Let’s talk about cake. Cake is the product of layering cooked batter, moist frosting and varying toppings. It comes in every flavor imaginable — something as simple as dark chocolate fudge to something as strange as sweet olive oil. But cake is much more than just a dessert — it evokes a level of joy no other food can.
Think about it. On every happy occasion, there is always cake. On your birthday, there’s cake. At your wedding, there’s cake. On holidays, there’s cake. And on your graduation — you guessed it — there’s cake.
Cake is a lot more powerful than many of us know. So this summer, I decided to take advantage of that.
Mid-quarantine, I stumbled across the opportunity to be a part of Cake4kids. It was everything I could dream about: it combined both my love for baking and helping others in one package.
Cake4Kids is a program that serves at-risk youth, ages 1-24, including kids in group homes, foster care, homeless shelters, domestic violence or human trafficking shelters, low-income housing, substance abuse programs or refugees.
Currently, there are 400,000 kids in foster care. One child out of every 30 is homeless. 15.5 million children live in a home where domestic violence has occurred at least once in the past year. Human trafficking is the second largest international crime industry, worth $32 billion annually.
Cake4Kids bakes cakes, cupcakes, brownies and other treats to raise the esteem of kids who face these challenges daily.
Now, you might be thinking: how is a cake going to help?
Well, a cake isn’t necessarily going to solve these problems, but it can give these kids a glimpse of hope in a world that they’ve only known to be cruel.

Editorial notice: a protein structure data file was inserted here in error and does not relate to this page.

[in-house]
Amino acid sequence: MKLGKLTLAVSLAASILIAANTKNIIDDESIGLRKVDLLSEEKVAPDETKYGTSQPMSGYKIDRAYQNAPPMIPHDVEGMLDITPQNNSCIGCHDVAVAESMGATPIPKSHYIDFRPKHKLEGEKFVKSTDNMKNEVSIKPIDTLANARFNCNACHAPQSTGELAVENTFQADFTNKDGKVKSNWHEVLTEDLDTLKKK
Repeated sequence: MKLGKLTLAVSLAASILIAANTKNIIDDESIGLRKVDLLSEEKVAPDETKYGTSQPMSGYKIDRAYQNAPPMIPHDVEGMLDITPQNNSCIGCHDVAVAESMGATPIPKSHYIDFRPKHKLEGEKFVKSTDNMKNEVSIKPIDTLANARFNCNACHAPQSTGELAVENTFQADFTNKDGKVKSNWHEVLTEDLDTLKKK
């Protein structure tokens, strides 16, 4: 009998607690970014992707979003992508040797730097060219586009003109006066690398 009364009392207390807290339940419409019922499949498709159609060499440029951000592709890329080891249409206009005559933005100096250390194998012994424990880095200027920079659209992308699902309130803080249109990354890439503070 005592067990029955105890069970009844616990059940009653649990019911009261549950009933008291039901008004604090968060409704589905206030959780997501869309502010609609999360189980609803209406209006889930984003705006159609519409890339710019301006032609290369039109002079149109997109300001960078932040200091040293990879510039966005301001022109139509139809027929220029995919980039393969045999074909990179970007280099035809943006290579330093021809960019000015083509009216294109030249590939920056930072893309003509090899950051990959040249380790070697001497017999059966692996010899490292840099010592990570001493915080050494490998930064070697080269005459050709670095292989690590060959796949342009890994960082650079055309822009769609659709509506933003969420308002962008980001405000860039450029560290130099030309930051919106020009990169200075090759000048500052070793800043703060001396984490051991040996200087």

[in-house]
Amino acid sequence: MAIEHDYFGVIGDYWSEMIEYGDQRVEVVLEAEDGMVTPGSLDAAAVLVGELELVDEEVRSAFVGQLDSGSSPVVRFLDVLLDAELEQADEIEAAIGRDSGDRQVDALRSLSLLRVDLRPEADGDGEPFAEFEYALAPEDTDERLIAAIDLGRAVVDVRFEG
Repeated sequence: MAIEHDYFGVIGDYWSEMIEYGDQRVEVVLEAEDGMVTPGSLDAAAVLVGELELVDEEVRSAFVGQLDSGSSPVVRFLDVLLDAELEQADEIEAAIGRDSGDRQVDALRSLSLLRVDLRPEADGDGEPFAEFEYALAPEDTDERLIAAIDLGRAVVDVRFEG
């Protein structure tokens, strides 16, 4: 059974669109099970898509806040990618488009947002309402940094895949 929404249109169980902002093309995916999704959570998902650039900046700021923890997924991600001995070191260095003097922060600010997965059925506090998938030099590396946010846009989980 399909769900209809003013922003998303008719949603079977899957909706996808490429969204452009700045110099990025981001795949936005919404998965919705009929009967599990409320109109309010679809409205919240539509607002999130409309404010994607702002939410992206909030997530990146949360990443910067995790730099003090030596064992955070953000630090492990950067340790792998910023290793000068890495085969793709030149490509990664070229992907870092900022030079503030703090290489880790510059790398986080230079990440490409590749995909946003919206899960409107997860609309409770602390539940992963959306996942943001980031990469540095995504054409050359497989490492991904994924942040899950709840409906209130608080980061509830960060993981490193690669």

When I attended the Cake4Kids meeting, the coordinators went over the program instructions and rules. One of the coordinators described a story of giving a little girl a cake and the girl immediately running up to her foster mom crying. The coordinator was shocked and went up to the little girl, asking if there was something wrong with cake. The coordinator offered to change the color of the cake or even to redo it. The little girl then explained that she was crying happy tears because she was so overwhelmed — she had never had a cake on her birthday before.
Stories like these show how special and loved a cake can make a kid feel. When I became a volunteer, I wanted to do what that coordinator had done — I wanted to make kids feel worthy and cared for with my cakes.
In the Cake4Kids program, you have to be 18 years old to decorate cakes by yourself, and 16 years old to be a parent-teen team. Since I am 16, I decided to team up with my mom, who has created recipes for Food52 and entered Pillsbury baking contests all her life.
As a volunteer, you are responsible for signing up to make a cake, making the kid’s desired cake flavor, decorating the cake according to the kid’s wishes, delivering the cake to the social workers partnered with Cake4Kids and writing an email about your experience baking the cake to the coordinators.
To keep each kid’s personal information and identity anonymous, bakers don’t get any feedback on how the kid liked the cake unless the parent or social worker is comfortable providing it.
Cake4Kids has given me so much joy, and I hope it has given thousands of kids that same joy as well.
As I continue with my journey with Cake4Kids throughout this year, I will never forget the power a cake holds.
Source: The Stanford Daily